The truth about fraud­u­lent trans­fers

Anyone de­fault­ing on a loan can’t sell his prop­erty to an­other party if it has been at­tached for auc­tion to raise money for the cred­i­tor

HT Estates - - HTESTATES - Su­nil Tyagi

What hap­pens when one lends money to some­one and does not get i t back? The lender or cred­i­tor can ap­proach the court to seek a de­cree against the per­son who takes the money (debtor). If the charges are proved, then the court can or­der at­tach­ment of the debtor’s prop­erty to en­sure that pro­ceeds from its auc­tion can be used to re­pay the cred­i­tor. How­ever, there have been cases when the debtor has trans­ferred his prop­erty to an­other per­son to save his or her prop­erty from at­tach­ment and to de­feat or de­lay pay­ment to cred­i­tors. Such an act is con­sid­ered to be a fraud­u­lent trans­fer. Sec­tion 53 of Trans­fer of Prop­erty Act con­tains pro­vi­sions for pro­tect­ing the right of a cred­i­tor, where a debtor trans­fers his or her im­move­able prop­erty for de­feat­ing the right of the cred­i­tor. Let us take the help of an il­lus­tra­tion to learn more about fraud­u­lent trans­fers. Sup­pose A takes a loan from B and fails to re­pay it. B files a suit against A for re­cov­ery of his money. The court passes a de­cree against A. How­ever, prior to ex­e­cu­tion of de­cree and at­tach­ment of A’s im­move­able prop­erty, A trans­fers it (prop­erty) to C. This is a case of fraud­u­lent trans­fer and can be set aside by the court.

A sim­i­lar case came up for hear­ing at the Allahabad High Court. Re­lated t o Sun­dari Ver­sus Bhola Nath, the case in­volved a debtor, Bachai, who had taken a loan from Raja Ram and had failed to re­pay it. When Raja Ram filed a suit against Bachai, the court, af­ter hear­ing the ar­gu­ments ac­cord­ingly passed a de­cree in favour of Raja Ram for re­cov­ery of the money, af­ter which Bachai’s prop­erty was auc­tioned and pur­chased by a third party, Sukku. How­ever, be­fore the auc­tion, the debtor ex­e­cuted a sale deed of the prop­erty in favour of one Ganga.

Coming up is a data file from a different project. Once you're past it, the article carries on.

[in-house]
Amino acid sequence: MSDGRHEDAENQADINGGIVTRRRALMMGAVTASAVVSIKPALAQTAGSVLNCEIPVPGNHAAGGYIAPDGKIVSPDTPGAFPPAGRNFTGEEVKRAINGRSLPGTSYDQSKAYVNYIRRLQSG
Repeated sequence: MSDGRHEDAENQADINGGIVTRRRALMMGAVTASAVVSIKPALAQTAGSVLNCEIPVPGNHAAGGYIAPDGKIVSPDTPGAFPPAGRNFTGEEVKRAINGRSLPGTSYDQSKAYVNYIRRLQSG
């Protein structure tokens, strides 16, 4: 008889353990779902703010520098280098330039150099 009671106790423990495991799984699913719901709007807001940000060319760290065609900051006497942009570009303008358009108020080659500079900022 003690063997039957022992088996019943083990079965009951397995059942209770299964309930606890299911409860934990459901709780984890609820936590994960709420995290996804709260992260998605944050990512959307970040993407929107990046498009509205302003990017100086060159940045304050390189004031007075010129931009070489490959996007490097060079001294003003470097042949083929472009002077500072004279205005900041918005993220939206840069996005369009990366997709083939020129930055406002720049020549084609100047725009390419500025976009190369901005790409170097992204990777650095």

Ganga ap­proached the trial court ask­ing that he be de­clared the bona fide pur­chaser. He claimed he had bet­ter rights over the prop­erty than the third party which had aquired the prop­erty through auc­tion.

The Trial Court held that Ganga had own­er­ship rights on the prop­erty based on the sale deed ex­e­cuted by Bachai.

Ag­grieved by the judg­ment, the cred­i­tor and the third party ap­proached the ap­pel­late court. Af­ter tak­ing into ac­count all the facts and circumstances, the ap­pel­late court ob­served that Ganga had an im­plied no­tice of the fact that Bachai was sell­ing his prop­erty to avoid the pay- ment to Raja Ram. He (Ganga) had also not given any con­sid­er­a­tion to Bachai to­wards the prop­erty. Thus, the ap­pel­late court held that Ganga had not pur­chased the prop­erty in good faith nor had he paid any con­sid­er­a­tion to­wards the prop­erty. The trans­fer of the prop­erty by the debtor to the pur­chaser was only with the in­ten­tion to avoid the re­pay­ment to the cred­i­tor, it said.

Not happy with the apel­late court’s judg­ment, Ganga ap­proached the sec­ond ap­pel- late court. How­ever, the judge­ment of the first ap­pel­late court was up­held by this court. It also ob­served that the sale deed ex­e­cuted by Raja Ram in favour of Ganga was only a sham trans­ac­tion, and was not ex­e­cuted in good faith. It was just done to de­feat the cred­i­tor.

How­ever, it must be noted that this sec­tion does not af­fect trans­fer of im­move­able prop­erty by the debtor to a bona fide pur­chaser, who has pur­chased the prop­erty from the debtor in good faith and has paid con­sid­er­a­tion amount to­wards the same. Such a trans­fer will be con­sid­ered valid and can­not be avoided at the in­stance of the cred­i­tor. In our next ar­ti­cle, we will dis­cuss trans­fers which fall un­der the cat­e­gory of bona fide pur­chase.


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